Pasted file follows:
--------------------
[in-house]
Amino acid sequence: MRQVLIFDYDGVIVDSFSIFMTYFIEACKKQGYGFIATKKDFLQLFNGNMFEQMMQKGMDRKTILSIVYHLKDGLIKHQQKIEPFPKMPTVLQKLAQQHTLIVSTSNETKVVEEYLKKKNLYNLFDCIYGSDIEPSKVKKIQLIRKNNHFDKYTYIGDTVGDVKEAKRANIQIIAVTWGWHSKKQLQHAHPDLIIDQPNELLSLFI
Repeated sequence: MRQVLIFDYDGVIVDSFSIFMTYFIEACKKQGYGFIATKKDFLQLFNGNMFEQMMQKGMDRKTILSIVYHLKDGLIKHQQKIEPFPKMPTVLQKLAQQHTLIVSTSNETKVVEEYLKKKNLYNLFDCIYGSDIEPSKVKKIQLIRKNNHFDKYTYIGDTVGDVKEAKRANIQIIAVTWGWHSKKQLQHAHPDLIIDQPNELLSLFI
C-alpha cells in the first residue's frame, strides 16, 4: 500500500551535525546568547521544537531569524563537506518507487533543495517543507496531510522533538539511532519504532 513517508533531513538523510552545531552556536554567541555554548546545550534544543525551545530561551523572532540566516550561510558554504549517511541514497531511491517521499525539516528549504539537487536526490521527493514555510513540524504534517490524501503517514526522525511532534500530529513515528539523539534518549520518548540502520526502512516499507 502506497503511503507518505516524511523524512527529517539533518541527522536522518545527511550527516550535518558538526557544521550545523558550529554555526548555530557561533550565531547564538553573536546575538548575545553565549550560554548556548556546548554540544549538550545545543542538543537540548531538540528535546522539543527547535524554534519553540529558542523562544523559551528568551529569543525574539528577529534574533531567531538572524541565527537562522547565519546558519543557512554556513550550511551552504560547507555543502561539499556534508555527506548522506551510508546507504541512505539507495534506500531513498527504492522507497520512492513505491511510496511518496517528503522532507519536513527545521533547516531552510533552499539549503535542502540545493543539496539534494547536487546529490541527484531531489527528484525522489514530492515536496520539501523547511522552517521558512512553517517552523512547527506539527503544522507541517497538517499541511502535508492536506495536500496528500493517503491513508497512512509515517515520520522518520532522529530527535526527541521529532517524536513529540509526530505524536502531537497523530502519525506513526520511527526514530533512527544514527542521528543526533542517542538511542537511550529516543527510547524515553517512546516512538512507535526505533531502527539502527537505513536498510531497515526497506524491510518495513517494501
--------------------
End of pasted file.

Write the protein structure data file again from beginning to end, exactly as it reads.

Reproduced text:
[in-house]
Amino acid sequence: MRQVLIFDYDGVIVDSFSIFMTYFIEACKKQGYGFIATKKDFLQLFNGNMFEQMMQKGMDRKTILSIVYHLKDGLIKHQQKIEPFPKMPTVLQKLAQQHTLIVSTSNETKVVEEYLKKKNLYNLFDCIYGSDIEPSKVKKIQLIRKNNHFDKYTYIGDTVGDVKEAKRANIQIIAVTWGWHSKKQLQHAHPDLIIDQPNELLSLFI
Repeated sequence: MRQVLIFDYDGVIVDSFSIFMTYFIEACKKQGYGFIATKKDFLQLFNGNMFEQMMQKGMDRKTILSIVYHLKDGLIKHQQKIEPFPKMPTVLQKLAQQHTLIVSTSNETKVVEEYLKKKNLYNLFDCIYGSDIEPSKVKKIQLIRKNNHFDKYTYIGDTVGDVKEAKRANIQIIAVTWGWHSKKQLQHAHPDLIIDQPNELLSLFI
C-alpha cells in the first residue's frame, strides 16, 4: 500500500551535525546568547521544537531569524563537506518507487533543495517543507496531510522533538539511532519504532 513517508533531513538523510552545531552556536554567541555554548546545550534544543525551545530561551523572532540566516550561510558554504549517511541514497531511491517521499525539516528549504539537487536526490521527493514555510513540524504534517490524501503517514526522525511532534500530529513515528539523539534518549520518548540502520526502512516499507 502506497503511503507518505516524511523524512527529517539533518541527522536522518545527511550527516550535518558538526557544521550545523558550529554555526548555530557561533550565531547564538553573536546575538548575545553565549550560554548556548556546548554540544549538550545545543542538543537540548531538540528535546522539543527547535524554534519553540529558542523562544523559551528568551529569543525574539528577529534574533531567531538572524541565527537562522547565519546558519543557512554556513550550511551552504560547507555543502561539499556534508555527506548522506551510508546507504541512505539507495534506500531513498527504492522507497520512492513505491511510496511518496517528503522532507519536513527545521533547516531552510533552499539549503535542502540545493543539496539534494547536487546529490541527484531531489527528484525522489514530492515536496520539501523547511522552517521558512512553517517552523512547527506539527503544522507541517497538517499541511502535508492536506495536500496528500493517503491513508497512512509515517515520520522518520532522529530527535526527541521529532517524536513529540509526530505524536502531537497523530502519525506513526520511527526514530533512527544514527542521528543526533542517542538511542537511550529516543527510547524515553517512546516512538512507535526505533531502527539502527537505513536498510531497515526497506524491510518495513517494501